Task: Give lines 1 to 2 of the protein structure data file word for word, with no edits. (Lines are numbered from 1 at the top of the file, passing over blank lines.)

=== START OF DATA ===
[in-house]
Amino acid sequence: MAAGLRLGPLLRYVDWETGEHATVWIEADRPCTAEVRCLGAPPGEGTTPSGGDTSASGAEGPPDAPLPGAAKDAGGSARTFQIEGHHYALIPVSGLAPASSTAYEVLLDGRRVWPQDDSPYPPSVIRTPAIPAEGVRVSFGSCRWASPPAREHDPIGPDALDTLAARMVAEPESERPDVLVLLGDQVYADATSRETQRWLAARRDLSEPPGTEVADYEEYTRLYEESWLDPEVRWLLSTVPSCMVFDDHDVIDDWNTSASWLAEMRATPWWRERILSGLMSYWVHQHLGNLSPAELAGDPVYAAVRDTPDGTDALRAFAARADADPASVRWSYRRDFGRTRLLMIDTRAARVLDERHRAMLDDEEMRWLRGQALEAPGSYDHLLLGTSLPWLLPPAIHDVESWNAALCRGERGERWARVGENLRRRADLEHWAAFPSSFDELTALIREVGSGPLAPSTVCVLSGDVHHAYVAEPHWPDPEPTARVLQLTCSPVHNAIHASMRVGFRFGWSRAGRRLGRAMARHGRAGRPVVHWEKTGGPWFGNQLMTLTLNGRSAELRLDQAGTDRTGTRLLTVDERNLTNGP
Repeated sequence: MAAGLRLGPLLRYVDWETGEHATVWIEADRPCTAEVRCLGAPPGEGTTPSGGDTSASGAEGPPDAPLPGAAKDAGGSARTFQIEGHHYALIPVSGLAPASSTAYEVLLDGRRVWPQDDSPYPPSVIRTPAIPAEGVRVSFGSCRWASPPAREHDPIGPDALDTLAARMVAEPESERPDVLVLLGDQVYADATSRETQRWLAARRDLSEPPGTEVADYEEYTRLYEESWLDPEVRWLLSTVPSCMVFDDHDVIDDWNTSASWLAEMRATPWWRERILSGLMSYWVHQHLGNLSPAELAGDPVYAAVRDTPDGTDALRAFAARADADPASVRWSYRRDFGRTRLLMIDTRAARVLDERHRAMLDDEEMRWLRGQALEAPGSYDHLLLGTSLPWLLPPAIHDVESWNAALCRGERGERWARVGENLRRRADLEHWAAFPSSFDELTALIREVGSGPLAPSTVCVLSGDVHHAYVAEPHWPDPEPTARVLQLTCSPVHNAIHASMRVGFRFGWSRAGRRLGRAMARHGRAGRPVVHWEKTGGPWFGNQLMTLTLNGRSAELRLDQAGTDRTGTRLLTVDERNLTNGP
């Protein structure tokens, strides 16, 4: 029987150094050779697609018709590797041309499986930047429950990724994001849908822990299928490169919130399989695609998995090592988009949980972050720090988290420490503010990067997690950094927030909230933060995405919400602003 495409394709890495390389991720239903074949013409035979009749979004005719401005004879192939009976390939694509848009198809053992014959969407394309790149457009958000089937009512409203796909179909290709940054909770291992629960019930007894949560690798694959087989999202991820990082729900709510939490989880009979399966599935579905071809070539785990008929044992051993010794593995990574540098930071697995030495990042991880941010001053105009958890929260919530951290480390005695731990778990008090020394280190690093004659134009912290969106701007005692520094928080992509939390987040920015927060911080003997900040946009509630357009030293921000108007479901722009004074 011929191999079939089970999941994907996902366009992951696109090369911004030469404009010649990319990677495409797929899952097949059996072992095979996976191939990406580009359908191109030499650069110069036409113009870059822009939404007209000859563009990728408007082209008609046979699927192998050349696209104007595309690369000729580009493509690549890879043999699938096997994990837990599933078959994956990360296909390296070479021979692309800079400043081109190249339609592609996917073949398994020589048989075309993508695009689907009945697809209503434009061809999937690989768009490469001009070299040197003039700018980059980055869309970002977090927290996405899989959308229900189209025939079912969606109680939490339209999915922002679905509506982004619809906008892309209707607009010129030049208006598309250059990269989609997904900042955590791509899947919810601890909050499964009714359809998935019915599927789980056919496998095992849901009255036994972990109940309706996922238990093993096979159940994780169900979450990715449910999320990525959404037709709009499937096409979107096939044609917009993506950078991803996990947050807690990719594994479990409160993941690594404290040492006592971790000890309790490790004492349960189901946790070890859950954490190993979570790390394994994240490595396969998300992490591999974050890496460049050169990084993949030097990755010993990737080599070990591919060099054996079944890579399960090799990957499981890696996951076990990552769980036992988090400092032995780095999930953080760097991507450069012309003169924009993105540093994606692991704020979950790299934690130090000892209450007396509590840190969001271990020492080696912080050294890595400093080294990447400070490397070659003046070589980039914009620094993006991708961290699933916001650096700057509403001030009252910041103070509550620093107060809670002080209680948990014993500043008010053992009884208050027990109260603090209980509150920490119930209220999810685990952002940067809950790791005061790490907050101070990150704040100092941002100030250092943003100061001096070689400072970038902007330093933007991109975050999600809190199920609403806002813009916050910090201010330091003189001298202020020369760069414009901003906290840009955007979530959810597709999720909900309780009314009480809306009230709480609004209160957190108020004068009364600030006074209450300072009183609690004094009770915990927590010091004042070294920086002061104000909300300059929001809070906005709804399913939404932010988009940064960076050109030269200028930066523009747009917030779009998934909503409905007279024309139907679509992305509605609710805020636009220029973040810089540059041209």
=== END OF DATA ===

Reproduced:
[in-house]
Amino acid sequence: MAAGLRLGPLLRYVDWETGEHATVWIEADRPCTAEVRCLGAPPGEGTTPSGGDTSASGAEGPPDAPLPGAAKDAGGSARTFQIEGHHYALIPVSGLAPASSTAYEVLLDGRRVWPQDDSPYPPSVIRTPAIPAEGVRVSFGSCRWASPPAREHDPIGPDALDTLAARMVAEPESERPDVLVLLGDQVYADATSRETQRWLAARRDLSEPPGTEVADYEEYTRLYEESWLDPEVRWLLSTVPSCMVFDDHDVIDDWNTSASWLAEMRATPWWRERILSGLMSYWVHQHLGNLSPAELAGDPVYAAVRDTPDGTDALRAFAARADADPASVRWSYRRDFGRTRLLMIDTRAARVLDERHRAMLDDEEMRWLRGQALEAPGSYDHLLLGTSLPWLLPPAIHDVESWNAALCRGERGERWARVGENLRRRADLEHWAAFPSSFDELTALIREVGSGPLAPSTVCVLSGDVHHAYVAEPHWPDPEPTARVLQLTCSPVHNAIHASMRVGFRFGWSRAGRRLGRAMARHGRAGRPVVHWEKTGGPWFGNQLMTLTLNGRSAELRLDQAGTDRTGTRLLTVDERNLTNGP